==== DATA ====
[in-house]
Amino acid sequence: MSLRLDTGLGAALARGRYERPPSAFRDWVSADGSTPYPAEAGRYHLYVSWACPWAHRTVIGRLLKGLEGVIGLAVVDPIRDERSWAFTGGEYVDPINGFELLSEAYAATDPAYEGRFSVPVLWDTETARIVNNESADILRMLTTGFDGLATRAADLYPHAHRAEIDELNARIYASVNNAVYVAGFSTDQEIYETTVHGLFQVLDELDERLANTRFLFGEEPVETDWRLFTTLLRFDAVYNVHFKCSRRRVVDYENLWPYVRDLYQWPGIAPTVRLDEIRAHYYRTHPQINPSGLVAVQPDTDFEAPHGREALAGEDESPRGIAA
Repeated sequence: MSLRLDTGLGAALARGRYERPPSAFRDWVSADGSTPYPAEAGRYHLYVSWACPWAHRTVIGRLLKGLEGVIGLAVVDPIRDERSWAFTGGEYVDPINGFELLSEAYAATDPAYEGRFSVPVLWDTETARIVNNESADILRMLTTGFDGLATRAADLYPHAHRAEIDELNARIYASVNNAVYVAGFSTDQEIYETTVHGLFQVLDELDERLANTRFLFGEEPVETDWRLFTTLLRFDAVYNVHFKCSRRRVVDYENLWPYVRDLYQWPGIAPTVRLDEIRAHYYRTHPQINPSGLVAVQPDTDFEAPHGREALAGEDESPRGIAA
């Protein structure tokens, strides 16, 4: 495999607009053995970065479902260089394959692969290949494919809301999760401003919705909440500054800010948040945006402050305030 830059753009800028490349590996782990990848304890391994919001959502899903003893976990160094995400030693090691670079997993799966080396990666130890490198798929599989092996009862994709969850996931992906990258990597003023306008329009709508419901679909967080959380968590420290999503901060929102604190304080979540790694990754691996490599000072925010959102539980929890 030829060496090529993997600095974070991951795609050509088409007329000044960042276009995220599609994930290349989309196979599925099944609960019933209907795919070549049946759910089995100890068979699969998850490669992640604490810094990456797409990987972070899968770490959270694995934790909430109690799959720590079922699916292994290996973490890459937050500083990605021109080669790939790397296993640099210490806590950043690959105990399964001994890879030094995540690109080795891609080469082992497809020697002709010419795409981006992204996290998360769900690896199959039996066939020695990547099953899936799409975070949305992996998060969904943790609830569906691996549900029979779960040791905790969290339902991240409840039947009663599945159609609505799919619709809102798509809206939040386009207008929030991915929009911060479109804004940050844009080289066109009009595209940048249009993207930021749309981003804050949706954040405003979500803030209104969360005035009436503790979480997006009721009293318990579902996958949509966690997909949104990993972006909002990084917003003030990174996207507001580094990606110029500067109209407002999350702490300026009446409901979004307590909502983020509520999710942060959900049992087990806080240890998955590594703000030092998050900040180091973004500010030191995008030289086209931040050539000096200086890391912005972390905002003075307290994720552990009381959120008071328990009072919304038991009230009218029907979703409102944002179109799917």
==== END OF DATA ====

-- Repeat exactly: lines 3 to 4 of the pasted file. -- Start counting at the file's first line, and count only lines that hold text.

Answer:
Repeated sequence: MSLRLDTGLGAALARGRYERPPSAFRDWVSADGSTPYPAEAGRYHLYVSWACPWAHRTVIGRLLKGLEGVIGLAVVDPIRDERSWAFTGGEYVDPINGFELLSEAYAATDPAYEGRFSVPVLWDTETARIVNNESADILRMLTTGFDGLATRAADLYPHAHRAEIDELNARIYASVNNAVYVAGFSTDQEIYETTVHGLFQVLDELDERLANTRFLFGEEPVETDWRLFTTLLRFDAVYNVHFKCSRRRVVDYENLWPYVRDLYQWPGIAPTVRLDEIRAHYYRTHPQINPSGLVAVQPDTDFEAPHGREALAGEDESPRGIAA
């Protein structure tokens, strides 16, 4: 495999607009053995970065479902260089394959692969290949494919809301999760401003919705909440500054800010948040945006402050305030 830059753009800028490349590996782990990848304890391994919001959502899903003893976990160094995400030693090691670079997993799966080396990666130890490198798929599989092996009862994709969850996931992906990258990597003023306008329009709508419901679909967080959380968590420290999503901060929102604190304080979540790694990754691996490599000072925010959102539980929890 030829060496090529993997600095974070991951795609050509088409007329000044960042276009995220599609994930290349989309196979599925099944609960019933209907795919070549049946759910089995100890068979699969998850490669992640604490810094990456797409990987972070899968770490959270694995934790909430109690799959720590079922699916292994290996973490890459937050500083990605021109080669790939790397296993640099210490806590950043690959105990399964001994890879030094995540690109080795891609080469082992497809020697002709010419795409981006992204996290998360769900690896199959039996066939020695990547099953899936799409975070949305992996998060969904943790609830569906691996549900029979779960040791905790969290339902991240409840039947009663599945159609609505799919619709809102798509809206939040386009207008929030991915929009911060479109804004940050844009080289066109009009595209940048249009993207930021749309981003804050949706954040405003979500803030209104969360005035009436503790979480997006009721009293318990579902996958949509966690997909949104990993972006909002990084917003003030990174996207507001580094990606110029500067109209407002999350702490300026009446409901979004307590909502983020509520999710942060959900049992087990806080240890998955590594703000030092998050900040180091973004500010030191995008030289086209931040050539000096200086890391912005972390905002003075307290994720552990009381959120008071328990009072919304038991009230009218029907979703409102944002179109799917």